Summary: This is my introductory message to a series I am currently preaching on the Gospel of Luke. This message was preached on Sunday, December 25, 2011 and covers the birth of Christ

The final portion of this sermon is copied from a message that I found here on Sermon Central. I do not remember the author of the sermon.

The Gospel of Luke

Chapters 1 & 2

Today we are starting a new series on the Gospel of Luke

My goal is to start today with the birth of Jesus and end on Easter with His resurrection

I’m not sure that I’m going to be able to pull it off though

Why? Simply because there is so much in the Gospel of Luke that I could easily spend the next 2 to 3 years going through it in detail!

The Gospel of Luke is the longest book in the New Testament and was written by Luke

Luke was a physician and also a Gentile – this makes Luke the only non-Jewish author in the entire Bible

In addition to writing the Gospel of Luke, Luke also wrote the book of Acts (which is what we will be studying this summer!)

When you combine the Gospel of Luke and the book of Acts you get 28% of the New Testament, which makes Luke the most prolific writer in the New Testament – Paul wrote more books, but Luke wrote longer books

The Gospel of Luke was written primarily to a Gentile audience and Luke states his purpose right in the beginning:

Luke 1:1-4 Many have undertaken to draw up an account of the things that have been fulfilled among us, 2 just as they were handed down to us by those who from the first were eyewitnesses and servants of the word. 3 Therefore, since I myself have carefully investigated everything from the beginning, it seemed good also to me to write an orderly account for you, most excellent Theophilus, 4 so that you may know the certainty of the things you have been taught.

We first of all see that Luke is addressing this book to someone specific – a man by the name of Theophilus – the fact that he is called “most excellent” tells us that he was either a noble or in some high level position within the government

Luke also states that “many” have written about the life of Jesus, but apparently there were confusing and conflicting reports because Luke felt the need to do an in depth investigation and write about what he had discovered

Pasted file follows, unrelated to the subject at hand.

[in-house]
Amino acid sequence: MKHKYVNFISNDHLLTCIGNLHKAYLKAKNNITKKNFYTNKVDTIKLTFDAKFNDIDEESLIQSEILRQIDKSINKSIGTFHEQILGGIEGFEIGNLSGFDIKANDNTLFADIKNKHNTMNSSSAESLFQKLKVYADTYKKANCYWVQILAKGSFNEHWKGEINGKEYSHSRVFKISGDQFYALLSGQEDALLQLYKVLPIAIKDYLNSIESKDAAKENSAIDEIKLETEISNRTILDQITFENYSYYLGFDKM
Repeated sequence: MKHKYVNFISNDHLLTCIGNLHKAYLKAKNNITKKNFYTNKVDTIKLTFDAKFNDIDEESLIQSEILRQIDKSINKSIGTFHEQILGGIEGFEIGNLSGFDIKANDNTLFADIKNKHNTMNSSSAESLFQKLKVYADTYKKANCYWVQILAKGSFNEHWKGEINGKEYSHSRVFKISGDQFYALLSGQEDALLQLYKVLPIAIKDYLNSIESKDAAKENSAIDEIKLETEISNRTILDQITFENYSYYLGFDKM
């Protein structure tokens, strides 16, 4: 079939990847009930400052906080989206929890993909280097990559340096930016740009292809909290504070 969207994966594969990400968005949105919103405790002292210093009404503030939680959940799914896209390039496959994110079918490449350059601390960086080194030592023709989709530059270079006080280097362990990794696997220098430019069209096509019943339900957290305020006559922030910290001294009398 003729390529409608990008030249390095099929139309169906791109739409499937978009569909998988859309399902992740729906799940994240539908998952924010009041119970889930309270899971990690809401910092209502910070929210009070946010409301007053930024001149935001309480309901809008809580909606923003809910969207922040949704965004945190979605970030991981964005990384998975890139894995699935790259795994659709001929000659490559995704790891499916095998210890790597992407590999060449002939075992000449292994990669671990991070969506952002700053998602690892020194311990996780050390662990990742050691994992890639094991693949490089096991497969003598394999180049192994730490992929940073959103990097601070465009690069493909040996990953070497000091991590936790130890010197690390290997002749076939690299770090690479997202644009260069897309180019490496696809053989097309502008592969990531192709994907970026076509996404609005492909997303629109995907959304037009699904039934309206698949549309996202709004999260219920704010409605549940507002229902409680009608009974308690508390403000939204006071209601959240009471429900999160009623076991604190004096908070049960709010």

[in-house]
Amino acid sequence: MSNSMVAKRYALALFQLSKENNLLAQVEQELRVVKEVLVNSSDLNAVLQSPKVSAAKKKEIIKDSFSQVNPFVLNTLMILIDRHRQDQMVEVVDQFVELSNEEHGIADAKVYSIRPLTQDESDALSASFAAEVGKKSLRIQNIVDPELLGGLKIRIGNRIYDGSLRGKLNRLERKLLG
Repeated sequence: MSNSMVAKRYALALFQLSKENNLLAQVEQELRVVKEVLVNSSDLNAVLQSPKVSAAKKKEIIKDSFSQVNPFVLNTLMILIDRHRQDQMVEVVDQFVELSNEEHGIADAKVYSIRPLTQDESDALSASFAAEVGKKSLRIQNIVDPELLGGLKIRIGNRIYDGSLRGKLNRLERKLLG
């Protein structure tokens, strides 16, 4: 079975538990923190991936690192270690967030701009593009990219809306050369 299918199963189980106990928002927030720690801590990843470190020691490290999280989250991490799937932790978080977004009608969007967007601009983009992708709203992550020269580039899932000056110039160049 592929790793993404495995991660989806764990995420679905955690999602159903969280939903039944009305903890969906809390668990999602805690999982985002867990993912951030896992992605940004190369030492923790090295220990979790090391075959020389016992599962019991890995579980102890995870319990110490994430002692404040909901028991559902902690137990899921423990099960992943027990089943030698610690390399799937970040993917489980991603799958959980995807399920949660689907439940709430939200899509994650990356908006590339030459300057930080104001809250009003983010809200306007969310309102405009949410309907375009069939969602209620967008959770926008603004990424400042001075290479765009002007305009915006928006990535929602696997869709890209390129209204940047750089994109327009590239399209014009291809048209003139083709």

We need to realize that Luke was not an eyewitness to these events, but rather gathered information from those who were

Luke was a traveling companion to the Apostle Paul and was therefore in touch with many of the original Apostle’s and eye witnesses to the events that he writes about

In the Gospel Luke goes through the life and family of Jesus chronologically

After his introduction he talks about the birth of John the Baptist and then goes right into the account of Jesus’ birth

That’s where we are going to pick up today –

Luke 1:26-38 In the sixth month, God sent the angel Gabriel to Nazareth, a town in Galilee, 27 to a virgin pledged to be married to a man named Joseph, a descendant of David. The virgin’s name was Mary.

There are a couple of things to note here –

Luke specifically mentions that Mary was “pledged to be married” – or engaged – to a man named Joseph, who was a descendant of David

This is important for 2 reasons – first is the fact that Joseph was a descendant of King David

Although this was a pretty cool thing we must also remember that David had LOTS of wives and concubines who gave him LOTS of children

Add to this the fact that several hundred years had passed between David and Joseph and there could easily be literally thousands of descendant of David at this time

SO even though being a descendant of David was cool, it was not all that special – what makes it special however is the fact that Old Testament prophecy specifically states that the Messiah would be a descendant of David

So Luke is establishing Jesus’ Davidic lineage and therefore His right to claim to be the Messiah

The other thing that is specifically mentioned is that Mary was engaged to Joseph, not married to Joseph, and that she was a virgin

Why is this important?

Explain “genetic moral depravity” (as humans our sinful nature is genetic. Since Jesus was only half human – e.g. human ova & Holy Spirit fertilization – He was able to escape the genetic sinful nature)

There’s something else to note in this passage – Mary and Joseph were from the town of Nazareth

During the first century Nazareth was a little hole in the wall town with a population estimate of about 500 people

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